Here’s the first interview for my Amateur Vagrant’s Living the Dream series. I interviewed Amanda Sorenson, my adorable cousin and a badass zookeeper. She spends her days outside, feeding and caring for the herds of animals at the safari park where she works. Does that sound like your kind of dream job? Read on and see if it’s for you!
Q: Did you always want to be a zookeeper? What prepared you for this experience?
A: I always wanted to work with animals, but when I was in the ninth grade my mom found this program at the zoo near my house called the Keeper Aide program and I got to follow the keepers around and help with the animals. It was once-a-week, year-round during high school and then during breaks from college, but I would go in more often. It was all volunteer. Then I took an unpaid internship at the National Aviary in Pittsburgh during the summer between my sophomore and junior year of college and that was full-time. I worked with the bird show there. We had to do all the diet prep and things like that, so for raptors we would cut up the mice and chicks and mealworms and stuff like that. We cleaned their enclosures, brought them down to the stage and helped from behind the scenes, like releasing the birds and catching them back.
Q: How long did you have to go to school? What kind of special courses did you have to take?
A: Most zookeeper jobs require a bachelor’s degree in some kind of natural science like biology or zoology. There are zookeeper schools you can go to and get an associate’s in a zookeeper program, too. You usually need at least a four year degree and lots of internships and lots of volunteer experience before you can get a real job.
Q: Was it hard to find a job in your field? What was the hardest part of the job search?
A: Zookeeping is a very, very competitive field. There’s the AZA [Association of Zoos and Aquariums] and that’s like any big names: The Pittsburgh Zoo, The National Zoo, etc. It’s a lot harder to get jobs at AZA zoos. They require three years paid experience, so lots of people get jobs in private zoos and work their way up, but some people even have trouble getting jobs in private zoos. A lot of it is luck. I applied to twenty places: I heard back for an interview from a place in Baltimore and this place and that was it. I think I had the necessary experience because this is just an entry-level position, but I was also lucky because I went to school like an hour away so I could easily come up for an interview, etc. A lot of zoos, even private zoos, they’ll get like two thousand applications for one position. They also get a lot of applications from people who just like animals and don’t realize all the requirements of the position.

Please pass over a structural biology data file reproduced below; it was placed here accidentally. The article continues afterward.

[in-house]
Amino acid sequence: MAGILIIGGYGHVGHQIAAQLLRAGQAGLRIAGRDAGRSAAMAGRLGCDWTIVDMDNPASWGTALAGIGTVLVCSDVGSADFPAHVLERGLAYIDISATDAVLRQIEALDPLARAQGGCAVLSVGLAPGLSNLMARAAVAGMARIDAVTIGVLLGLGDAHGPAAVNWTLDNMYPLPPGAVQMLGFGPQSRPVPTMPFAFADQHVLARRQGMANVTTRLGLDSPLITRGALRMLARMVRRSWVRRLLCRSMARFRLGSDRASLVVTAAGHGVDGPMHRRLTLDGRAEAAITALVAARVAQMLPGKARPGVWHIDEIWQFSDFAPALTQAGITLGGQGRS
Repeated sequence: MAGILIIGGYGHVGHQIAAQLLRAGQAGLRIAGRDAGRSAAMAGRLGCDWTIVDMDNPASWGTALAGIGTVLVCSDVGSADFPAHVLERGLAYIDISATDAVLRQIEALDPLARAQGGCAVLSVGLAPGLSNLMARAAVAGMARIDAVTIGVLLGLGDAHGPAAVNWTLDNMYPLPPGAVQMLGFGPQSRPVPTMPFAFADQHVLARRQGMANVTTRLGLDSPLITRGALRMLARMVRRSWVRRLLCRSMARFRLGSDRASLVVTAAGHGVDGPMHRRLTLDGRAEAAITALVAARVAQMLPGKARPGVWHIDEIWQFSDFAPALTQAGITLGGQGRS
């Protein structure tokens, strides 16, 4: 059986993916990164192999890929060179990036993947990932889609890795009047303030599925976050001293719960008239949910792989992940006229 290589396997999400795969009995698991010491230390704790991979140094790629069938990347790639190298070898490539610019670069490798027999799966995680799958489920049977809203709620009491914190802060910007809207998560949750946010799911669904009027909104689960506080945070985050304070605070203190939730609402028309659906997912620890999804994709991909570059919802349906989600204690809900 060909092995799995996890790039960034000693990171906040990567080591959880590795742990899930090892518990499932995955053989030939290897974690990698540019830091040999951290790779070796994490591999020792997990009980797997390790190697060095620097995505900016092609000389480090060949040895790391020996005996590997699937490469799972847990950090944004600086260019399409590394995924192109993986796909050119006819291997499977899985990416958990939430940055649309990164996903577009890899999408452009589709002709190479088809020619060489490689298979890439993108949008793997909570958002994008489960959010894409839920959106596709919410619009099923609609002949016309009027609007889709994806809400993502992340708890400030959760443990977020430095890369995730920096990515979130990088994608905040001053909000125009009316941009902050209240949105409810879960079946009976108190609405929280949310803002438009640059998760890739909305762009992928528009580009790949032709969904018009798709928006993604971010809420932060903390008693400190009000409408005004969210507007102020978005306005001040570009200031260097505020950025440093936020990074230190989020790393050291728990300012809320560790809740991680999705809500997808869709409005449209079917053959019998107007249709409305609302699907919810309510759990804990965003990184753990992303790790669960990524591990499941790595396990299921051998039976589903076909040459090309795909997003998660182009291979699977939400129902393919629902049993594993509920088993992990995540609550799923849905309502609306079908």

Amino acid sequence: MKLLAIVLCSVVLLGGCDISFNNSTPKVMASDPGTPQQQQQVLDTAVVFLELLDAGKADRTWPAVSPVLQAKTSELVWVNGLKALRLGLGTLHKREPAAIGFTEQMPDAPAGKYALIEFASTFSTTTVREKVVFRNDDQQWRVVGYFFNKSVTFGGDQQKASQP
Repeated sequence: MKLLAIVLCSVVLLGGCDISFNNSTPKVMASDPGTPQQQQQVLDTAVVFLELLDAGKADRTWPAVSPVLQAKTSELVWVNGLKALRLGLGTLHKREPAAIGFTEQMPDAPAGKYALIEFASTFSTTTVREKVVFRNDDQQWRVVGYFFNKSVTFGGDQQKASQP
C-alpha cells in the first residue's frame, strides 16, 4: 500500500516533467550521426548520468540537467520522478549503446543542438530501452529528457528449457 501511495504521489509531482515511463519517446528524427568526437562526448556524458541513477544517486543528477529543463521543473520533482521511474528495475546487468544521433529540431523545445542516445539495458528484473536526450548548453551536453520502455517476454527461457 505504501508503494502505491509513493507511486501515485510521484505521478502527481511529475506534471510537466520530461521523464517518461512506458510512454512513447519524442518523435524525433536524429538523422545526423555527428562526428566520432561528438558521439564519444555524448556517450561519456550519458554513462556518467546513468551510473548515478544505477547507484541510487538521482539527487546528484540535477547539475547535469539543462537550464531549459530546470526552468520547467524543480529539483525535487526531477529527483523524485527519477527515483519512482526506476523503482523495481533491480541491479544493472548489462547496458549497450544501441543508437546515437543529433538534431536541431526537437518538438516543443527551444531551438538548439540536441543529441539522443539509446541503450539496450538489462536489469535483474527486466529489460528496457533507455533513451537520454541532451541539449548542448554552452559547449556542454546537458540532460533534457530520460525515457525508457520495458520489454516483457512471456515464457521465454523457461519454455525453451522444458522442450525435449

Q: What’s your day like? How many hours do you work per day?
A: During the week we work eight hours a day most of the time, unless something happens, and on the weekend we work nine hour days because we’re busier. In the morning, I do special feedings for some of the animals. Then I clean the poop off the roads, I let the rhinos and the giraffes out, and then I go over to the quarantine barn and feed all those animals and give them all water and hay. Then I clean all of the barns, I clean out the whole giraffe barn every day. And then I have lunch. Afternoons are usually for projects we have to do which aren’t animal related, like weed-whacking or removing cobwebs. Sometimes we need to catch any animals in the safari park, or every other month we need to deworm llamas and I’m in charge of the llamas.
Q: Is your job everything you thought it would be? What’s different?
A: I love all the animals I work with, but people might not think about how you have to work outside and work in all weather: rain, snow, extreme heat, etc. Although in fall and spring it’s usually really nice.
Q: What’s your favorite animal? Why?
A: The bongos, because they all have the best personalities. They’re like little puppy dogs and they always want to lick you and come up to you and bother you when you’re trying to clean, and the babies are really cute.